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Explore the connection between human rights law and international criminal law and reflect on their similarities and differences.
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Discover how human rights and criminal law connect or challenge each other
Are you a master’s student or a professional new to international law and relations? On this 4-week course, you will build your understanding of human rights law (HRL), international criminal law (ICL), and how the two concepts relate to each other.
Understand the history of human rights law and international criminal law
In week one, you’ll explore how international law instruments and institutions deal with human rights protection. You’ll also examine the history of the international criminal court (ICC) and how it was established to hold serious criminals responsible for their crimes.
Explore how ICL addresses sexual and gender violence
You’ll analyse the progress and challenges of ICL in addressing sexual and gender violence, focusing on the international legal framework for these sorts of crimes.
There is a very poor conviction rate for sexual assault and rape cases, so you’ll evaluate how the international community can ensure accountability for sexual crimes.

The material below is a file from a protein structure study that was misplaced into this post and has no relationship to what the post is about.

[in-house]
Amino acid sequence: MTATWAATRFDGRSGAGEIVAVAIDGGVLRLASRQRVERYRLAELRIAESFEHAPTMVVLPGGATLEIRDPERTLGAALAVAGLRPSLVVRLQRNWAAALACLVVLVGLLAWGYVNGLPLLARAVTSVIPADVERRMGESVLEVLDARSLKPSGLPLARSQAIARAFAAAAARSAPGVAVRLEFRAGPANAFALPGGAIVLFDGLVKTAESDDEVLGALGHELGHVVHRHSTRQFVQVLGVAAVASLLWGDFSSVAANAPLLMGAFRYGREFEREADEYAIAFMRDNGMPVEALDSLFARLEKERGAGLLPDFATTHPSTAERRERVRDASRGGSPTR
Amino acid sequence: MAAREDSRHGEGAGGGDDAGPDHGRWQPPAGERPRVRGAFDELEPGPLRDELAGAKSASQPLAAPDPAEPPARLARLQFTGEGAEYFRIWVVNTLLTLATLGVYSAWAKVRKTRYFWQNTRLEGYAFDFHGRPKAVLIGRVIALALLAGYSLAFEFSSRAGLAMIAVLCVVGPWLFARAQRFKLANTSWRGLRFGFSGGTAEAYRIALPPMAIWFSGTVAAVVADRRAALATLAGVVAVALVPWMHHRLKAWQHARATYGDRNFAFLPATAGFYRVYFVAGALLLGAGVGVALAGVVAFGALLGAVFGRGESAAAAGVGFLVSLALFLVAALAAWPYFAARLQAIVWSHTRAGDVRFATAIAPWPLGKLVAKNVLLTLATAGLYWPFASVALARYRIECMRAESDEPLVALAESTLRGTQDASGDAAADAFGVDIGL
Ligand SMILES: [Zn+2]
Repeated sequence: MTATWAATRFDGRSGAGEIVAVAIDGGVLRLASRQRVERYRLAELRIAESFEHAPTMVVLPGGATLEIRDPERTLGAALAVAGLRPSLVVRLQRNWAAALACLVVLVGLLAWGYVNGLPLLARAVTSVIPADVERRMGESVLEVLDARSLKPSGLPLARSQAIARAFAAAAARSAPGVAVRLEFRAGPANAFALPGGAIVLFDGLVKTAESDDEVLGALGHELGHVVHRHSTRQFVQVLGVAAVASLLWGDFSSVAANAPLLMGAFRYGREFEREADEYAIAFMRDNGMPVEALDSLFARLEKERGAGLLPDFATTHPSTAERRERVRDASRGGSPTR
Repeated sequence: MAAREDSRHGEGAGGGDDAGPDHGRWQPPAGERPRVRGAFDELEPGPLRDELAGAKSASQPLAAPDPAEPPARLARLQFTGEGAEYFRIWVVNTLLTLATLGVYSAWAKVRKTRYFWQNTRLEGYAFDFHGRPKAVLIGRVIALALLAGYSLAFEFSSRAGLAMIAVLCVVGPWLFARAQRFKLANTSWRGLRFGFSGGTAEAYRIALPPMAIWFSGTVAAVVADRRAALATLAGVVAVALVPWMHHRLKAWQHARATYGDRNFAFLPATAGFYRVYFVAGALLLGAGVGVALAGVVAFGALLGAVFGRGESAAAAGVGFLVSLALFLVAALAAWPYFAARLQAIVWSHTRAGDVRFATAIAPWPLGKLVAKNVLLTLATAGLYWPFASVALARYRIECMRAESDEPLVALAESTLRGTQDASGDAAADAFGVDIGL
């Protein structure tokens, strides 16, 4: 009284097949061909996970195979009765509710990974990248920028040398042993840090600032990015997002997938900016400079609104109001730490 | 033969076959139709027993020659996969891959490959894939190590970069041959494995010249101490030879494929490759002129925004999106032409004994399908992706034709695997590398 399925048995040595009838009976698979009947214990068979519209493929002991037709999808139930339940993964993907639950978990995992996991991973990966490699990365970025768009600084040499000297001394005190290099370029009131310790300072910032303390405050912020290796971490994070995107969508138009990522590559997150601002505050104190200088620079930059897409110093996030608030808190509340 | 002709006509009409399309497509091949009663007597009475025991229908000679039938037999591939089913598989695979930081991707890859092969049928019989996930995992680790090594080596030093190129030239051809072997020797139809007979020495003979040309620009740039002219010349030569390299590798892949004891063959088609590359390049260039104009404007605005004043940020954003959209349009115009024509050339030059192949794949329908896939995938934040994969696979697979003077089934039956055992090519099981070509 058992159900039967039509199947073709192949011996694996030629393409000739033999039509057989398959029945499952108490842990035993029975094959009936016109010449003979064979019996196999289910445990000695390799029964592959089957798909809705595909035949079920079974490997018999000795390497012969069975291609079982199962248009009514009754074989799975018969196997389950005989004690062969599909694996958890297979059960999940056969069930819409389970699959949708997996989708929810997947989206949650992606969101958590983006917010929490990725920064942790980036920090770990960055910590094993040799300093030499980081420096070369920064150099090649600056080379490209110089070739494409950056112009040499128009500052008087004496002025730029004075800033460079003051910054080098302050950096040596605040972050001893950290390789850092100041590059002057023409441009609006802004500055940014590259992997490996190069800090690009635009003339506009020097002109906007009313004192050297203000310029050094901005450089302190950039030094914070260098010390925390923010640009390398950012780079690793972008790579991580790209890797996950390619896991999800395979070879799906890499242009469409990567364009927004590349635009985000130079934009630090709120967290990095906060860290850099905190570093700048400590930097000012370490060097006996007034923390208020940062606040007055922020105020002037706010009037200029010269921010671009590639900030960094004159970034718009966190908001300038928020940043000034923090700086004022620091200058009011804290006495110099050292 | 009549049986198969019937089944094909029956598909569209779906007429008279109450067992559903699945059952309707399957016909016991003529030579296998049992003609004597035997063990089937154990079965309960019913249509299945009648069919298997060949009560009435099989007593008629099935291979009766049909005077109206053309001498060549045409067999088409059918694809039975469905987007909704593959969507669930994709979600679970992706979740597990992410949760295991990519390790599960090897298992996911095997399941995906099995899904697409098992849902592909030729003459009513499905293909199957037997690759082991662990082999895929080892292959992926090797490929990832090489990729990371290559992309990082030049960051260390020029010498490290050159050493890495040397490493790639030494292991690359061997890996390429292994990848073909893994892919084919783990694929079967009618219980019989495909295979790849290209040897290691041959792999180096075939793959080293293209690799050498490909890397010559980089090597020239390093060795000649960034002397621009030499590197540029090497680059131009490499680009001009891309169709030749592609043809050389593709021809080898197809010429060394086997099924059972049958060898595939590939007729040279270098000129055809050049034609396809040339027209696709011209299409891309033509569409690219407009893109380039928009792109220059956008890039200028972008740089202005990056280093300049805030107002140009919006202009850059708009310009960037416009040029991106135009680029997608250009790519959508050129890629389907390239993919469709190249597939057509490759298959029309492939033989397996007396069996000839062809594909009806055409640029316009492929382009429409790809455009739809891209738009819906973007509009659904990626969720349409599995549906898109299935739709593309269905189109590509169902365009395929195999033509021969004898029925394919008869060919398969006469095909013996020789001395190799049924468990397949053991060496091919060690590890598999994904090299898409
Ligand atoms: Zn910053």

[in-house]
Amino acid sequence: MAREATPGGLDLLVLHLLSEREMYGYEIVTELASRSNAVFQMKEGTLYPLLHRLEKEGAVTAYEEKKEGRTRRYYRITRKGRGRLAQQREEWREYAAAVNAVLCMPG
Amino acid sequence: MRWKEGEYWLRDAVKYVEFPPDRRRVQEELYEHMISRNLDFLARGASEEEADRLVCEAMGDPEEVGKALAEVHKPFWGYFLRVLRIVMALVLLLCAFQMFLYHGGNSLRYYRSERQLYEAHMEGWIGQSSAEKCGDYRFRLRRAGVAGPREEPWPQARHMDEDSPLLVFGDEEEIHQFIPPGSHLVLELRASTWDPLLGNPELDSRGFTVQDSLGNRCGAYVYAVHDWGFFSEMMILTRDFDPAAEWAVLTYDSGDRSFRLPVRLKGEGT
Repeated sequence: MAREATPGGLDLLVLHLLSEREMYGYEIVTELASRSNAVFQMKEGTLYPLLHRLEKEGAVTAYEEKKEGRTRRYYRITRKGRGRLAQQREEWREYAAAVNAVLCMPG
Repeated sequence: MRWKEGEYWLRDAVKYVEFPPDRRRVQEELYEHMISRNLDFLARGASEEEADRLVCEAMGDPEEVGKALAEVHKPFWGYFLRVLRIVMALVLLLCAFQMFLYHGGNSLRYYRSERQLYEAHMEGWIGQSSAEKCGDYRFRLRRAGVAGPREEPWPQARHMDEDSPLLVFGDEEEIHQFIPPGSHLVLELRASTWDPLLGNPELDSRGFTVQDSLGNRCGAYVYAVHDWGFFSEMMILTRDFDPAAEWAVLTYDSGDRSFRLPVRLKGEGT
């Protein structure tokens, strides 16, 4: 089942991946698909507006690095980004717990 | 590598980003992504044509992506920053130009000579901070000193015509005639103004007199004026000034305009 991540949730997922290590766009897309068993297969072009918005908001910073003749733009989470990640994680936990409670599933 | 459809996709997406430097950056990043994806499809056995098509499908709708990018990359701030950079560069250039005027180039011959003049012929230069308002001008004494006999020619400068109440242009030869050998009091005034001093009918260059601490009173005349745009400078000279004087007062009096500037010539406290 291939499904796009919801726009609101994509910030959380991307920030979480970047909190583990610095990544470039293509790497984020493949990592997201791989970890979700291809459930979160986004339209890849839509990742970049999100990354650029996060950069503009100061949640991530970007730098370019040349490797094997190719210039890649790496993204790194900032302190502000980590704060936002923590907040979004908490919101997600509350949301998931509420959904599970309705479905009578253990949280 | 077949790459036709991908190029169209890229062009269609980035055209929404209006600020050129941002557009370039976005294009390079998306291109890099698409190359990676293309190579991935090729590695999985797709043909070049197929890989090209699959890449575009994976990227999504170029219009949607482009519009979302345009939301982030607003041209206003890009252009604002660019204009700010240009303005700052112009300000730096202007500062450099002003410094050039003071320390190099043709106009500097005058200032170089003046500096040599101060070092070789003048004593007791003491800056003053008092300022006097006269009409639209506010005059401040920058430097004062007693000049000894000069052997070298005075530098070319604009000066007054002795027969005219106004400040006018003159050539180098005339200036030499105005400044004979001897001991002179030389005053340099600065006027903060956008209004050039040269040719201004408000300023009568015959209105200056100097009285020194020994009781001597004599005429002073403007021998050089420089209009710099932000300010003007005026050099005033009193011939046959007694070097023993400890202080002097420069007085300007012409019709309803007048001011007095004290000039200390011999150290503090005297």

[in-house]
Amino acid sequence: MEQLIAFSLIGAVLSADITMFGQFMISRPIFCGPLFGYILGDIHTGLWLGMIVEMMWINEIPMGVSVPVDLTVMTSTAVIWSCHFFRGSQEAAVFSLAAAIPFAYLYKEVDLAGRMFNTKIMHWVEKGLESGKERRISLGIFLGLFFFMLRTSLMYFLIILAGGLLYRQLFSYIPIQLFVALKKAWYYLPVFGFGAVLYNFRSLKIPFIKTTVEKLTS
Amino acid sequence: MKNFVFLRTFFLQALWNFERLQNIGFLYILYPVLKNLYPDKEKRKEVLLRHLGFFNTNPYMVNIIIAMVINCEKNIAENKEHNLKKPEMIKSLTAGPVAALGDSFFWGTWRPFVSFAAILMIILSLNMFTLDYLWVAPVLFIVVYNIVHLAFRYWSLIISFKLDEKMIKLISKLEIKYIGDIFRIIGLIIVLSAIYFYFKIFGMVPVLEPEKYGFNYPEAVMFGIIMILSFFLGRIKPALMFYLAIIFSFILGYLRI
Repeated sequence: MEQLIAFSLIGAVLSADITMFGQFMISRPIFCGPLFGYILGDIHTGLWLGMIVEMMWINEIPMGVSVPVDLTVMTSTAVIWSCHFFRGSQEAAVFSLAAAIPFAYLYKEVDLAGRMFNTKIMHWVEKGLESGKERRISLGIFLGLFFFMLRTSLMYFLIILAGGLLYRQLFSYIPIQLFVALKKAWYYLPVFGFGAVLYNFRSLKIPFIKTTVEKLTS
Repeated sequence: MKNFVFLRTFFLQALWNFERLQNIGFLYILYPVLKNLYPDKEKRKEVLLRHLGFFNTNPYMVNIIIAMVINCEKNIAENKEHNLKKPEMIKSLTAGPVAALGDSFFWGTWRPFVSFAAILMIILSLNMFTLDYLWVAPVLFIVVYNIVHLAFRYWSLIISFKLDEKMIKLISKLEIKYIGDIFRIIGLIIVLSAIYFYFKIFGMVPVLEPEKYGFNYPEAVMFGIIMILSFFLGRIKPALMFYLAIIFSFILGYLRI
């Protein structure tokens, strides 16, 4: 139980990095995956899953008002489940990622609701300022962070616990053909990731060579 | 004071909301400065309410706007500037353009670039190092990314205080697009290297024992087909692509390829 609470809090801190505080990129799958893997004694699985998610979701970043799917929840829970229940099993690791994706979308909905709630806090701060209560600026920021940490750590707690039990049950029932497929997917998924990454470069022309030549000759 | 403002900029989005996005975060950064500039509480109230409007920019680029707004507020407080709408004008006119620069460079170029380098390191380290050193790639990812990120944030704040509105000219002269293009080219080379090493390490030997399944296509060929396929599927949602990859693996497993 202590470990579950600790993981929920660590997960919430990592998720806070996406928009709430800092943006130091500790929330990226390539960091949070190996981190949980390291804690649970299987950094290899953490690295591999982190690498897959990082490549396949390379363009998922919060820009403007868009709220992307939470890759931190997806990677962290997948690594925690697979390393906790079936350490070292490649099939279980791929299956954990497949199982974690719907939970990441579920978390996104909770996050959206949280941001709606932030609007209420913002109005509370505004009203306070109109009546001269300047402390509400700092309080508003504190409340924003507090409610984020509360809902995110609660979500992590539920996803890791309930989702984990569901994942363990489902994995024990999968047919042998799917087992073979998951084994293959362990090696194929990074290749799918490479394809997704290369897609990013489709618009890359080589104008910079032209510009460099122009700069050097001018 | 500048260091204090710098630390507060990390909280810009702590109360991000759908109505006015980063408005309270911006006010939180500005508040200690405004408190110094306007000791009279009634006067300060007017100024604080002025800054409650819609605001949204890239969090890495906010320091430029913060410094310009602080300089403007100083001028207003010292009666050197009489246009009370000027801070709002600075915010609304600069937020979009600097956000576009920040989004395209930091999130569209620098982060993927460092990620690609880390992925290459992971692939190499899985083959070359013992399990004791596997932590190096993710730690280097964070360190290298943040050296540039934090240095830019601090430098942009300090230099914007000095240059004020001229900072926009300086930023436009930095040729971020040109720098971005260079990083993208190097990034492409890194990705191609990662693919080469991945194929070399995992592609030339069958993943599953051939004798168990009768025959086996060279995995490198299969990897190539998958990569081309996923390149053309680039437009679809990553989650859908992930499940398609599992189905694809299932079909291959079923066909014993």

Analyse the interconnection between ICL and children’s rights
Next, you’ll analyse how ICL has made progress in reducing crimes against children. You’ll evaluate the way humanitarian law has developed to protect children involved in armed conflicts, such as child soldiers.
Discover the international human rights courts
In the final week, we’ll look at the international human rights courts and how they address international crime cases.
You’ll explore whether states should be held accountable for human rights violations, armed conflicts and organised violence committed internationally, and consider what human rights courts can do when faced with these threats.
- The parallel development of human rights law (HRL) and International criminal law (ICL)
- HRL and ILC courts: mapping the respective competencies and tasks
- Where do HRL and ICL converge or conflict? Limits, opportunities and challenges of prosecuting mass human rights violations
- A gender-sensitive human rights perspective on ICL
- Children’s rights and ICL prosecutions
- International crimes in the jurisprudence of HRL courts